Also, Newman is once again correct in her analysis of the record.

  27. Lawyers have a tendency to make every possible argument that supports their position. This opinion illustrates the danger of that approach. And the danger cuts both ways. Every accused infringer damages expert report I have seen cites licenses with low royalty rates in related technology areas. Patent holder’s will now be able to appeal royalty rates they deem too low by arguing that the district court relied on licenses not involving the patents-in-suit.

  28. “The basic premise is valid, despite my careless avoidance of double-negations.”

    I wasn’t criticizing your language, I was simply trying to point out that the reference patent (described as “confirmed-valid” in your comment) also has some finite possibility of later being rendered invalid. Thus, any comparison of the royalty associated with that patent with others should reflect the same sort of discounting that Colorado suggests. I think Colorado’s main insight is right on target – the rate a licensee willingly agrees to pay should reflect a discount for potential flaws in what’s being purchased. It’s just that this insight should be applied to the reference licenses as well as to the patent-in-suit.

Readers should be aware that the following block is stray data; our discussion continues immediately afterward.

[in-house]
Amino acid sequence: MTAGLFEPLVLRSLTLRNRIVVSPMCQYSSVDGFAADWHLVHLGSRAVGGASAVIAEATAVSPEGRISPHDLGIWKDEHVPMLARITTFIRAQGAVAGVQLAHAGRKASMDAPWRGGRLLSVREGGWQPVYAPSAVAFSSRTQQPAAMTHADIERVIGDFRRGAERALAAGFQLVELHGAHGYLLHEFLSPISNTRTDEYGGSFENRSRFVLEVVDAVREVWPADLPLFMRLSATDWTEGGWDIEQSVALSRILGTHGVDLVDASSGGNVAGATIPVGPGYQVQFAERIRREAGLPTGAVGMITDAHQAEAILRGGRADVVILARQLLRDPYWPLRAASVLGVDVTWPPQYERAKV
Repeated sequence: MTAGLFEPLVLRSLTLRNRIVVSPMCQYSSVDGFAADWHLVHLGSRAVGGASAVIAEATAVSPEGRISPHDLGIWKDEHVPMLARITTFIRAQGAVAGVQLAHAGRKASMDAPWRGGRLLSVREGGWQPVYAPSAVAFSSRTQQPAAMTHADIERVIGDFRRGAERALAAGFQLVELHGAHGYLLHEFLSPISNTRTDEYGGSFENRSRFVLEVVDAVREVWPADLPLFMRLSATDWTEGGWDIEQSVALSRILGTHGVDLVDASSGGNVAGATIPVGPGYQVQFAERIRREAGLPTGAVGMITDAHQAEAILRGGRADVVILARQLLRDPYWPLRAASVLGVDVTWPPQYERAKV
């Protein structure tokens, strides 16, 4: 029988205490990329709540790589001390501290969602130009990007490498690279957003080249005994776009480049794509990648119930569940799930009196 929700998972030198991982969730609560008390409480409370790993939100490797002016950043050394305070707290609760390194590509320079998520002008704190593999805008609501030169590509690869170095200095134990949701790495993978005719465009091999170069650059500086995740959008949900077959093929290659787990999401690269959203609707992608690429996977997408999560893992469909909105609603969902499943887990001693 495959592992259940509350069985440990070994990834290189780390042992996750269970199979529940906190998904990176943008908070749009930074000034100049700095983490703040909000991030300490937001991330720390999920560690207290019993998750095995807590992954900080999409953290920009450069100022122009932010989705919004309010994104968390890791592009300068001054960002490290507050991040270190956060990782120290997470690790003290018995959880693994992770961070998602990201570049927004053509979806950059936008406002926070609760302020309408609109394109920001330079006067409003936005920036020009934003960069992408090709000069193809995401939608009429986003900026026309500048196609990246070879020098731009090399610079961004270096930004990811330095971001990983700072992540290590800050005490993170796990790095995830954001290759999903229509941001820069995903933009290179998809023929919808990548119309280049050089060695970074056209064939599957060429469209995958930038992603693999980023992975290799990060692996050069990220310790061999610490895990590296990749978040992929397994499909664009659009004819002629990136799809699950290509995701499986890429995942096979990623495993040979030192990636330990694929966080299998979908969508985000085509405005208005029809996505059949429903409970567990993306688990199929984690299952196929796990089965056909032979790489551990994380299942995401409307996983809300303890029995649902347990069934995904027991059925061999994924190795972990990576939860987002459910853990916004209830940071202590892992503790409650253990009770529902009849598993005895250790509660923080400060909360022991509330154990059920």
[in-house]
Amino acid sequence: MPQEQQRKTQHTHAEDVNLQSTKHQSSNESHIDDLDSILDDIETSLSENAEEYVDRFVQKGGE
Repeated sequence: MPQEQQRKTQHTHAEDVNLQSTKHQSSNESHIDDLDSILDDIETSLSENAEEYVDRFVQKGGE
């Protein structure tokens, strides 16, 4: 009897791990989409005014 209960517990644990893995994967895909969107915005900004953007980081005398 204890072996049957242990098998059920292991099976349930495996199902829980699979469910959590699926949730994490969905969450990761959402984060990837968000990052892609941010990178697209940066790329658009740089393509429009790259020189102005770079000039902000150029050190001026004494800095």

“Everything is easily modeled, it just depends on how accurate you want the model to be. You could ballpark those information costs and estimate the effect on the royalty rates for a particular licensee (past or hypothetical) who expects to sell a particular number of units.”

    Agreed. Colorado’s examples assumed a nice, simple linear model. I was pointing out that a better model would reflect the potentially huge, non-linear, biases introduced by information costs. Yes, you could model those information costs, but you’re getting farther and farther from reality.